Note: This is an archived Handbook entry from 2009. Search for this in the current handbook
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This subject has the following teaching availabilities in 2009:For information about these dates, click here.
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Total Time Commitment: Not available
Legal Method and Reasoning; Principles of Public Law; Torts; Legal Theory. It is a prerequisite for enrolment in this subject that students be offered a place in an approved internship of a minimum of six weeks full-time. Approval for a particular internship, which may be in Australia or Âoverseas, and which must involve substantive legal work, is required in writing from the subject coordinator.
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For the purposes of considering request for Reasonable Adjustments under the Disability Standards for Education (Cwth 2005), and Student Support and Engagement Policy, academic requirements for this subject are articulated in the Subject Overview, Learning Outcomes, Assessment and Generic Skills sections of this entry.
It is University policy to take all reasonable steps to minimise the impact of disability upon academic study, and reasonable adjustments will be made to enhance a student's participation in the University's programs. Students who feel their disability may impact on meeting the requirements of this subject are encouraged to discuss this matter with a Faculty Student Adviser and Student Equity and Disability Support: http://services.unimelb.edu.au/disability
The Melbourne Law School recognises that many of its students take the opportunity to engage in significant and exciting law-related work during their time at the Law School.
Legal Internship allows students to gain credit for research arising out of their work in an approved internship of at least six weeks of full-time work in an approved organisation. Students gain credit for a substantial research essay involving critical legal research and analysis on a topic developed by the student during or after their approved internship.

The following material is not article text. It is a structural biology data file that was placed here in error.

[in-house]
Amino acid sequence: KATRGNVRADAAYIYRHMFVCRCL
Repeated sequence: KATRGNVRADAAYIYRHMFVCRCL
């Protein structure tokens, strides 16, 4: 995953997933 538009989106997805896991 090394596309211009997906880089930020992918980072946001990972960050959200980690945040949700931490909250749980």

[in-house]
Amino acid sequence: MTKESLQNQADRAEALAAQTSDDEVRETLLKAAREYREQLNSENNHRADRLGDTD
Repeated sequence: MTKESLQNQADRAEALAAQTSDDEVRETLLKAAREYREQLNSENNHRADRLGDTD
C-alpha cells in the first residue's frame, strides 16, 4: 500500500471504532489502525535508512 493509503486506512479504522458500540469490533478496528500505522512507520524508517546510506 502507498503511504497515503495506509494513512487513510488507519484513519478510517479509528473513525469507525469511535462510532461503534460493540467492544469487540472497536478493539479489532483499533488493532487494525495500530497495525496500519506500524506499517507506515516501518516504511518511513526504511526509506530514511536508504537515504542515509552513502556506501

Examples of approved internship organisations include international organisations, government departments, non-government organisations, and law reform bodies. The internship must involve substantive legal work. The Âstudent must organise, prior to obtaining approval from the Coordinator and formal enrolment in the subject, an academic staff member from the Law School to act as supervisor for the writing of the substantial research paper which forms the basis of assessment in the subject. Students may choose to combine Legal Internship with Advanced Legal Research, with approval of the coordinators of both subjects and their supervisor.
Note: The essay in this subject is regarded as a substantial piece of legal writing.
The aim of Legal Internship is to encourage and to recognise the initiative of students in obtaining for themselves an approved internship and to provide academic credit for self-directed legal research carried out under academic supervision.
Students will be required to complete a brief report on the Internship experience and a 5000-word research essay 100% (due on the first day of the examination period in which the internship is undertaken).
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Information Not Available
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This subject is not available as a breadth subject.
|Fees Information:||Subject EFTSL, Level, Discipline & Census Date|
On completion of the subject, students should have developed the following generic skills:
In addition, on completion of the subject, students should have developed the following skills specific to the discipline of law:
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